I agonized over the nib choice. My fav pens are two Sailors with 14k H-M nibs and a MB 146 with a vintage EF nib (which is nothing like an EF on paper). After reading tons of posts on FPN, I decided to go for a F. The total price of the pen, including import duty, was around 250 euros, which I think is a significant amount of money to pay for a pen. My only pen which cost more is my old, used MB146 EF which I bought from a collector. So expectations were high.
The pen arrived this week and I've used it intensively over several days and compared it to my other pens. And, welllll.... I have doubts.
The tines were slightly misaligned and there were some skipping issues, which is not good, but thankfully I know how to fix that and it was solved within minutes. But these shortcomings surprised me. The vac mechanism only works if the pen is strictly straight-up; if you have a shallow ink bottle then you need to find another one that will allow you to fill this pen. The stopper only opens when the filial knob is completely unscrewed (sorry, two or three turns just doesn't do it). From an ergonomic point of view, I love it. Precisely the right format for my hand, fits like a glove, without the need to post the cap. Cosmetically, I like the design a lot. Very handsome pen.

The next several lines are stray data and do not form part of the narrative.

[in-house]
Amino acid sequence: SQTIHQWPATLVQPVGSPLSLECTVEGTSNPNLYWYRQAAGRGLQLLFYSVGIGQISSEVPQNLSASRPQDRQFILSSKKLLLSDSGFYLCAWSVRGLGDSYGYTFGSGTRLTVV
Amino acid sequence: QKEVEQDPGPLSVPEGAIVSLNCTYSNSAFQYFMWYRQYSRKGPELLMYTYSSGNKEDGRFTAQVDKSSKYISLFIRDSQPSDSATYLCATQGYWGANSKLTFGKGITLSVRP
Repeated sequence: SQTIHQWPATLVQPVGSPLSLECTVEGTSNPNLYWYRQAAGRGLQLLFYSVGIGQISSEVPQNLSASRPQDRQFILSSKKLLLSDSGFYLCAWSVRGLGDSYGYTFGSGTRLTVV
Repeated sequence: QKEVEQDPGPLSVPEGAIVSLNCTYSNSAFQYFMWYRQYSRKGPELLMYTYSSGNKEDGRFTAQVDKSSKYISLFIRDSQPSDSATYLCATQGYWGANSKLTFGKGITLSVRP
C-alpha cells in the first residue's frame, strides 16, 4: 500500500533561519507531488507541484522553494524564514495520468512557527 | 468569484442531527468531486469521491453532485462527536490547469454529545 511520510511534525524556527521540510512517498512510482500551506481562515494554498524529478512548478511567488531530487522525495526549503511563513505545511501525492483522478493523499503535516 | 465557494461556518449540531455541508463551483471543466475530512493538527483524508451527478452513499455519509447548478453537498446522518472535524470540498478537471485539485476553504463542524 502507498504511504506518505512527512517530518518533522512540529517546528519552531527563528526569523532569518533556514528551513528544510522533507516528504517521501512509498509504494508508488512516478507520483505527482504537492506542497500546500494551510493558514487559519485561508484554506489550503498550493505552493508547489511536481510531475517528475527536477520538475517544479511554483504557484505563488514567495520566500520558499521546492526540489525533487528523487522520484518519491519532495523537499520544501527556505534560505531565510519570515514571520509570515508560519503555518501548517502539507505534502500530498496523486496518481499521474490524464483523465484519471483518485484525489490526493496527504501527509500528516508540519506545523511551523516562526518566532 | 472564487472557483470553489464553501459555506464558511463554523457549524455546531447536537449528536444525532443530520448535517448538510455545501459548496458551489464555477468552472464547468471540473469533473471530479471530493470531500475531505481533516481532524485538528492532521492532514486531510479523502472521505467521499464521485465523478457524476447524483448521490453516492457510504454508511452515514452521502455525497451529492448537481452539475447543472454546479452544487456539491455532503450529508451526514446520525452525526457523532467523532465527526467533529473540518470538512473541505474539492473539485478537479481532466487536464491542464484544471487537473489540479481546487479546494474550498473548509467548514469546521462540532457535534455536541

Then, the nib. I'd learned from FPN that Pilot nibs are not as fine as those from Platinum and Sailor, meaning a Pilot M is more like a Western M whereas a Sailor M is more like a Western F. This is exactly my experience with my own Metropolitan M. I wanted something like a Western F so I ordered a F and kept my fingers crossed.
Well, this is nothing like a Western F. This is possibly even narrower than a Western EF. It's approaching needle-thin. I checked if it was indeed a and not an EF, but the pen is clearly labeled as a F.
The nib being this narrow offers me advantages as well as disadvantages and they sort of cancel out, leaving me feeling kind of flat about it.
On the plus side, I've discovered that it improves my handwriting, which I like a lot. Another plus is that ink lasts forever. It also rounds out my little collection, which ranges from a 1.1 mm stub via a Sheaffer that writes like a B and that MB146 nib (which is an architect nib offering B horizontal strokes and vertical F strokes) down to a typical M (the Metro) and a few Western F's. So it's not more of the same but really something new.
On the downside, I have three concerns.